Thursday, November 21, 2013


After what has felt like endless weeks of dreary grey skies, icy winds, and rain rain rain, I was woken up yesterday by the moonlight peering into our bedroom. Moonlight? Visible moonlight? By the time my alarm went off, the sky was a beautiful mixture of pink and lavender tones.

Setting off to the bus stop where the Faery catches her school bus, we noticed the the grass was dusted in frost. I made sure to go for a stroll around one of the nearby bays while Miss Pie was at preschool, and I was mesmerised by the frosted, sparkling landscape. This morning was much the same, but with an even thicker frost and white rooftops everywhere.

This isn't the first time I've encountered heavy frost - after all, J and I spent nearly five years in the U.K. - but when you're in your twenties and rushing to catch the next train to work, sometimes nursing a hangover from the previous night's pub shenanigans, frost isn't really a detail that bleeps largely on the radar. It's there, but not that interesting. Just bloody cold. I do remember one time though, stepping over a puddle and realising it was frozen. Naturally, out of curiosity, I stepped back and onto the puddle... and promptly slipped over onto my arse. I then managed to slip on the exact same puddle two more times that week. Alcohol wasn't even involved; I'm just clumsy at the best of times.

But I digress. One of the things about having kids is you get to see the world through their eyes. Frost is very much a new thing for my daughters, and to watch them touch it, step on it, and feel the grass crunch beneath their feet... is a lot of fun. I wonder how long the novelty will last?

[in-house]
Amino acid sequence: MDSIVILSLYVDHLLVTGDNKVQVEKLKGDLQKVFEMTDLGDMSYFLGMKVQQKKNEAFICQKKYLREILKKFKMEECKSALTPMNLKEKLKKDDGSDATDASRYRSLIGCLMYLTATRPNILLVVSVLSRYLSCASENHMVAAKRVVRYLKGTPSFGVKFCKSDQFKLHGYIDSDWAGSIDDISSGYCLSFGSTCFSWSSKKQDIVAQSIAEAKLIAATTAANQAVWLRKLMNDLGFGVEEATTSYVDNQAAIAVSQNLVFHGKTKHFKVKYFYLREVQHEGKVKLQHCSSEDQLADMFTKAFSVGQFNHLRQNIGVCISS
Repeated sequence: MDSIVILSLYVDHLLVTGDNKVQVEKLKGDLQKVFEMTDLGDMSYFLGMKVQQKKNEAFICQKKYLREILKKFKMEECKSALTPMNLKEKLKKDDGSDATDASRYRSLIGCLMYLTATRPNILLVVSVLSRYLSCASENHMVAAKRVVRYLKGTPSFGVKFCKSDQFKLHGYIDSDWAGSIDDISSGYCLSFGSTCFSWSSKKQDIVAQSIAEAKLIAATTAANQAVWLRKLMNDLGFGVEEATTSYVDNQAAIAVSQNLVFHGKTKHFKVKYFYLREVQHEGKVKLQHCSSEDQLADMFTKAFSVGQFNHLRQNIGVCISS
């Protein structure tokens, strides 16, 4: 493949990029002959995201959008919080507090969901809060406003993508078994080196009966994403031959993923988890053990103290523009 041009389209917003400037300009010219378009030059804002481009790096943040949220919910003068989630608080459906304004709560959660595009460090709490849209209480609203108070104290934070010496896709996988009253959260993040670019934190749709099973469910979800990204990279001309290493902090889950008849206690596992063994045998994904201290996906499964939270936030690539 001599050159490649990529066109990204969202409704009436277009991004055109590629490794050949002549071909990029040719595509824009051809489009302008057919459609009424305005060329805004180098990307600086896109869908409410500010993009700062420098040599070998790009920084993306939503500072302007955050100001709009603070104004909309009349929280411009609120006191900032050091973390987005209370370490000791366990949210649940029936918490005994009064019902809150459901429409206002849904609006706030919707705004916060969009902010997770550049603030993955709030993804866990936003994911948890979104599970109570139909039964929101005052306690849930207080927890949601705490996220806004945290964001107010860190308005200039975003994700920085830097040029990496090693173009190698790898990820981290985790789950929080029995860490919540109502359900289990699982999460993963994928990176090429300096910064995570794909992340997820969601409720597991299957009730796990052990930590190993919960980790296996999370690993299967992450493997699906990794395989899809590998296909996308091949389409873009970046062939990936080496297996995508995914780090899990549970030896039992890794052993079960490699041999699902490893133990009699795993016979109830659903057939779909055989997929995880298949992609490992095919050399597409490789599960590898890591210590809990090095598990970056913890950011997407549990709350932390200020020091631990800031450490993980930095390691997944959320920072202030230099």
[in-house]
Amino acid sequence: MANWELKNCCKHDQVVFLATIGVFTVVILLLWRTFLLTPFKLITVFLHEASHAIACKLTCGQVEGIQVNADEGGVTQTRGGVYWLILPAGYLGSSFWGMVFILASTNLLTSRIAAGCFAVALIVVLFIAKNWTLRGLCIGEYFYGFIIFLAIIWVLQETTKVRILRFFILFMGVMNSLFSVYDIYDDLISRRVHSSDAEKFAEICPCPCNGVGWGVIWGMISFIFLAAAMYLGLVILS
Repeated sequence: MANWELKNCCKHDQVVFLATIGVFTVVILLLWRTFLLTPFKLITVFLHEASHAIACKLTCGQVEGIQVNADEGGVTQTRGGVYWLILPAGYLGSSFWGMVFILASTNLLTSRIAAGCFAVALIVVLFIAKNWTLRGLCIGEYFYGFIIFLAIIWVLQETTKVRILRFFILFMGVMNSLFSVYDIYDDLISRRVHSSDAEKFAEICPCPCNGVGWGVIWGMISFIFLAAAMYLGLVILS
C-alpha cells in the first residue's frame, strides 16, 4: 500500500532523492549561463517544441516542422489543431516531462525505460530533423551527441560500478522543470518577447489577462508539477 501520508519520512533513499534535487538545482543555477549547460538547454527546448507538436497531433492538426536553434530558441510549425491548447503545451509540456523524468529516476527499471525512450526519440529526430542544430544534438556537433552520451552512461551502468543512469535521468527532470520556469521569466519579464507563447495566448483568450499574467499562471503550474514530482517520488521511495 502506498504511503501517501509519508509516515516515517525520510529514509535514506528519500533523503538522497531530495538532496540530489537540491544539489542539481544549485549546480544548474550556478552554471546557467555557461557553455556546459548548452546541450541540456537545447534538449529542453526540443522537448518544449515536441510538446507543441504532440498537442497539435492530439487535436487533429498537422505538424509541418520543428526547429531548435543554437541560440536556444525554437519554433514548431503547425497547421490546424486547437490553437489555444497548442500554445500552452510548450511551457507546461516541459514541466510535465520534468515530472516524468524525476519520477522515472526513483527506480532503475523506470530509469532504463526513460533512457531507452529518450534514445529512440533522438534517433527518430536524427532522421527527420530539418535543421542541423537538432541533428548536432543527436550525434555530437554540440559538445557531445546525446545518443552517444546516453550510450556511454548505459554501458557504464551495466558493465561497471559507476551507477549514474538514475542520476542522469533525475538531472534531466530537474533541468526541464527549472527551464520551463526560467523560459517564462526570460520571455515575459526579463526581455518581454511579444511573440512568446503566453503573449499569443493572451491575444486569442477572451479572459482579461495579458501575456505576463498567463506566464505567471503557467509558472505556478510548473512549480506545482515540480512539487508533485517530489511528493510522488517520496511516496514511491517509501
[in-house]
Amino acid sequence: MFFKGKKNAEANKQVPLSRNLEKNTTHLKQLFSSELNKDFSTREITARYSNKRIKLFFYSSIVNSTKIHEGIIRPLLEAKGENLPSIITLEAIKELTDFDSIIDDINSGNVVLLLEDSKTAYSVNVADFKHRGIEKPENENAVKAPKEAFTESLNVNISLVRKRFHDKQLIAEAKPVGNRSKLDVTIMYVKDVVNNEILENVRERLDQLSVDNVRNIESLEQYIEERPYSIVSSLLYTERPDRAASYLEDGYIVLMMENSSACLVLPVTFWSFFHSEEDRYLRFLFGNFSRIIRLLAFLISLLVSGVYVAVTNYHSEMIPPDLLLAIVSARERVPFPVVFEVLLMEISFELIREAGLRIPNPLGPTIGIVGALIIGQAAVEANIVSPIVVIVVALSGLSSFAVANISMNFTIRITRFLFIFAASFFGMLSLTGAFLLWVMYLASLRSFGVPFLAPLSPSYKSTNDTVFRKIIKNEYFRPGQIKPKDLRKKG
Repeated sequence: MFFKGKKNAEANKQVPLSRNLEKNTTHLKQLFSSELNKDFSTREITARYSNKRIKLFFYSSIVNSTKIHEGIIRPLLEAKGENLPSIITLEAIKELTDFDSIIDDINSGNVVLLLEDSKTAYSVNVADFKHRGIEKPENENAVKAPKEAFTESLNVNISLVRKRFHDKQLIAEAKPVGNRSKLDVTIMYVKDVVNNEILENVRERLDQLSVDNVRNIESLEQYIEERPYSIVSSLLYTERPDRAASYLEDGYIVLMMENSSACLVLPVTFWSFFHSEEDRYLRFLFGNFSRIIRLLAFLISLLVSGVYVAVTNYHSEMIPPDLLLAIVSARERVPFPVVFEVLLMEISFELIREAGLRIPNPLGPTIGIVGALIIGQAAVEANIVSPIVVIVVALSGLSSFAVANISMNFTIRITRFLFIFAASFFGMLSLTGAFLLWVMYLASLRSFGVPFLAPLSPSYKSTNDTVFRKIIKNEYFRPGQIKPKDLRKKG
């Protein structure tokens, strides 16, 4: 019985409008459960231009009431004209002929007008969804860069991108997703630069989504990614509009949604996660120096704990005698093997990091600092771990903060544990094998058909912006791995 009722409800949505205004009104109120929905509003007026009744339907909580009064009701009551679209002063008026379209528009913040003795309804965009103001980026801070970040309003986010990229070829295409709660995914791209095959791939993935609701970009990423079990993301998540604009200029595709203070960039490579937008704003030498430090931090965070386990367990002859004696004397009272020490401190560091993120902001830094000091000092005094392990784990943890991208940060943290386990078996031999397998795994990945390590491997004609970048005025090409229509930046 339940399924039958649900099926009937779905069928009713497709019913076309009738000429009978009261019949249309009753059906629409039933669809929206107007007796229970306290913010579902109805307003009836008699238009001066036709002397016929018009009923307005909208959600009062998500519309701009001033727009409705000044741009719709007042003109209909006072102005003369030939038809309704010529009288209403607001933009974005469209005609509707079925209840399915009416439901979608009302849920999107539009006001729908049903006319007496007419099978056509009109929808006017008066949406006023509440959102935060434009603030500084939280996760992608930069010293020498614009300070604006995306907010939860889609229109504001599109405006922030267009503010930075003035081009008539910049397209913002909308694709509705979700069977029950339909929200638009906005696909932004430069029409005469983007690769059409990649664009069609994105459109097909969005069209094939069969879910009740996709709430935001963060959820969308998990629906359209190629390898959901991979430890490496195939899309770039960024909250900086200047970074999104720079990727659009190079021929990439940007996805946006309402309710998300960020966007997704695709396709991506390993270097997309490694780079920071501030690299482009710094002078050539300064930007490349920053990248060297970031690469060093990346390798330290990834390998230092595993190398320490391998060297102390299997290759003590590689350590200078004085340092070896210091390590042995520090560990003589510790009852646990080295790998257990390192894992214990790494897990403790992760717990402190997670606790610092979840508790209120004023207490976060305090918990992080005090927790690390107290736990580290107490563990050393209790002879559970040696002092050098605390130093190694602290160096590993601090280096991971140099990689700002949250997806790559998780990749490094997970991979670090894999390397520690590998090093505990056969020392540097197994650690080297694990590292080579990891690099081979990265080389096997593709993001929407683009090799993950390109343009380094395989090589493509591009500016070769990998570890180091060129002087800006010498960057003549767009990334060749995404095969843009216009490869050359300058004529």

Thursday, November 14, 2013

November musings


For my first few years in the US, whenever someone addressed me as "Ma'am", I couldn't help but turn and look behind me, certain that there must be an older woman standing nearby. Ma'am just isn't used in Australia, so my associations with that word are purely based on American films and TV shows. I certainly never felt like a ma'am... and then the other day as I was on a stroll, a male driver pulled up and asked me for directions. He addressed me as ma'am, and I liked it. I especially love the way people from the South use it so frequently.

It's one of those words that seems to be used out of respect and politeness, and I've come to appreciate that. Outside of the US, there's a stereotype about Americans being rude and without manners but that hasn't been my experience while living here. I'll admit that I used to hold those same preconceptions about Americans, but living here has changed that.